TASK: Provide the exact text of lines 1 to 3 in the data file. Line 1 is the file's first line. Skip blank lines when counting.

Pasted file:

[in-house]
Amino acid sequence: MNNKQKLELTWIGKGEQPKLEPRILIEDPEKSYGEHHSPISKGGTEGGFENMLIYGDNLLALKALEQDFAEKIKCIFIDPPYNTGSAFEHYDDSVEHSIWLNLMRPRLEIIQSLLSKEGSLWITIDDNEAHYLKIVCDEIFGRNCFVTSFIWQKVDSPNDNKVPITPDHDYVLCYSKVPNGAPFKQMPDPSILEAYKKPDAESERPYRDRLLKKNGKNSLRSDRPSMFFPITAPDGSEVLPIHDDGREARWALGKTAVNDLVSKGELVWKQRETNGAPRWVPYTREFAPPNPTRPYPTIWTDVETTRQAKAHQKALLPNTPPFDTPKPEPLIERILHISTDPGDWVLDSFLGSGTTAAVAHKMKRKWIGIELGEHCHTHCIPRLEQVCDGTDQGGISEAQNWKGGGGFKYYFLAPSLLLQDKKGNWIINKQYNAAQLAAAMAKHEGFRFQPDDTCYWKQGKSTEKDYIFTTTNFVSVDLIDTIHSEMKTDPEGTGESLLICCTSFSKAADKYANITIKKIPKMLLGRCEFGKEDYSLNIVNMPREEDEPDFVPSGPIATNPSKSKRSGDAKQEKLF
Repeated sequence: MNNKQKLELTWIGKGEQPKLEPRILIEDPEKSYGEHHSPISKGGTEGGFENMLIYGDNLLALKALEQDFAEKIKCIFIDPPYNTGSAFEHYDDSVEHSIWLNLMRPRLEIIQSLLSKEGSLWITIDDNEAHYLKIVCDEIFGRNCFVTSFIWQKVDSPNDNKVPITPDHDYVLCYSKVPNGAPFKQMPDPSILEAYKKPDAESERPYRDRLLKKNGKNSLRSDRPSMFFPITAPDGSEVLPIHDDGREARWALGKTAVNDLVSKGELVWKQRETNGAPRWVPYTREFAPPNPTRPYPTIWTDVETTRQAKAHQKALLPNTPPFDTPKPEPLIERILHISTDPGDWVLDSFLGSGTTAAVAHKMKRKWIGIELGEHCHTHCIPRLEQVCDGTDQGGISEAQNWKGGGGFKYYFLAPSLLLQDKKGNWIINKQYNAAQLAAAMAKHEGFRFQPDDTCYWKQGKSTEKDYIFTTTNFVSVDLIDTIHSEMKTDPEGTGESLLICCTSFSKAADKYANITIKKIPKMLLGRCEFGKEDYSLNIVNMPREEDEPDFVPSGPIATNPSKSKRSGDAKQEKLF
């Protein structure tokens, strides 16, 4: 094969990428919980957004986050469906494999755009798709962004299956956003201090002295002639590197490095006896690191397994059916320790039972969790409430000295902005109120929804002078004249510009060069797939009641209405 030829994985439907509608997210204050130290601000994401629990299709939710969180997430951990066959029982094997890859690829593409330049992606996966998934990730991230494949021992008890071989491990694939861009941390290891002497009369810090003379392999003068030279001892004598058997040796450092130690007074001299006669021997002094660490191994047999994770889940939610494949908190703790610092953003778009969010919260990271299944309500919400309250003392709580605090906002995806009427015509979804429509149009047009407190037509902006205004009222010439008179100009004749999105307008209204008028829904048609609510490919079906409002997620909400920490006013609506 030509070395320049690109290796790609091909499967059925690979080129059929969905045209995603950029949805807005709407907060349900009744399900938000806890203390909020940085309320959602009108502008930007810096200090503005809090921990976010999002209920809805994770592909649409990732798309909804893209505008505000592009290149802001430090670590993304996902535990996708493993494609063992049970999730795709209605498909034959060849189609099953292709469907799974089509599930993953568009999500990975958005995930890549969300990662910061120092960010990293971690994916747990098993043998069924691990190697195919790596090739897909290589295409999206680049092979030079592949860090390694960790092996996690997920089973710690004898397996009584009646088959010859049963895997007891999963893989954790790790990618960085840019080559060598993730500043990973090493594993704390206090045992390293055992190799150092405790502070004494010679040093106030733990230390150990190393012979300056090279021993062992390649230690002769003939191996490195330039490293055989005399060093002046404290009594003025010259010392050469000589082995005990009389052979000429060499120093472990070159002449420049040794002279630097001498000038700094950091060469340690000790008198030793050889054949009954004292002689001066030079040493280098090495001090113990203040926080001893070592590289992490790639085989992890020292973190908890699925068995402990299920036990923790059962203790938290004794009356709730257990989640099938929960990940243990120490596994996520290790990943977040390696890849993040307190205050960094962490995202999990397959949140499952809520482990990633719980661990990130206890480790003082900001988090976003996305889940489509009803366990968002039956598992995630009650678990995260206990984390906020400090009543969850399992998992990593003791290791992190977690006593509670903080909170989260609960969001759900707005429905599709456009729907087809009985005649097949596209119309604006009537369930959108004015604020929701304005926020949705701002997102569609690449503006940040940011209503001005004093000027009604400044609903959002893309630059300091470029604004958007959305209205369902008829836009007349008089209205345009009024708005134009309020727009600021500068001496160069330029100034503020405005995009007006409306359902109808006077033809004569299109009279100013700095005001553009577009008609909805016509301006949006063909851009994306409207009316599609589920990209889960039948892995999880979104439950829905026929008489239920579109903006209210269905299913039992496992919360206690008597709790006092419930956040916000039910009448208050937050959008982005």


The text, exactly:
[in-house]
Amino acid sequence: MNNKQKLELTWIGKGEQPKLEPRILIEDPEKSYGEHHSPISKGGTEGGFENMLIYGDNLLALKALEQDFAEKIKCIFIDPPYNTGSAFEHYDDSVEHSIWLNLMRPRLEIIQSLLSKEGSLWITIDDNEAHYLKIVCDEIFGRNCFVTSFIWQKVDSPNDNKVPITPDHDYVLCYSKVPNGAPFKQMPDPSILEAYKKPDAESERPYRDRLLKKNGKNSLRSDRPSMFFPITAPDGSEVLPIHDDGREARWALGKTAVNDLVSKGELVWKQRETNGAPRWVPYTREFAPPNPTRPYPTIWTDVETTRQAKAHQKALLPNTPPFDTPKPEPLIERILHISTDPGDWVLDSFLGSGTTAAVAHKMKRKWIGIELGEHCHTHCIPRLEQVCDGTDQGGISEAQNWKGGGGFKYYFLAPSLLLQDKKGNWIINKQYNAAQLAAAMAKHEGFRFQPDDTCYWKQGKSTEKDYIFTTTNFVSVDLIDTIHSEMKTDPEGTGESLLICCTSFSKAADKYANITIKKIPKMLLGRCEFGKEDYSLNIVNMPREEDEPDFVPSGPIATNPSKSKRSGDAKQEKLF
Repeated sequence: MNNKQKLELTWIGKGEQPKLEPRILIEDPEKSYGEHHSPISKGGTEGGFENMLIYGDNLLALKALEQDFAEKIKCIFIDPPYNTGSAFEHYDDSVEHSIWLNLMRPRLEIIQSLLSKEGSLWITIDDNEAHYLKIVCDEIFGRNCFVTSFIWQKVDSPNDNKVPITPDHDYVLCYSKVPNGAPFKQMPDPSILEAYKKPDAESERPYRDRLLKKNGKNSLRSDRPSMFFPITAPDGSEVLPIHDDGREARWALGKTAVNDLVSKGELVWKQRETNGAPRWVPYTREFAPPNPTRPYPTIWTDVETTRQAKAHQKALLPNTPPFDTPKPEPLIERILHISTDPGDWVLDSFLGSGTTAAVAHKMKRKWIGIELGEHCHTHCIPRLEQVCDGTDQGGISEAQNWKGGGGFKYYFLAPSLLLQDKKGNWIINKQYNAAQLAAAMAKHEGFRFQPDDTCYWKQGKSTEKDYIFTTTNFVSVDLIDTIHSEMKTDPEGTGESLLICCTSFSKAADKYANITIKKIPKMLLGRCEFGKEDYSLNIVNMPREEDEPDFVPSGPIATNPSKSKRSGDAKQEKLF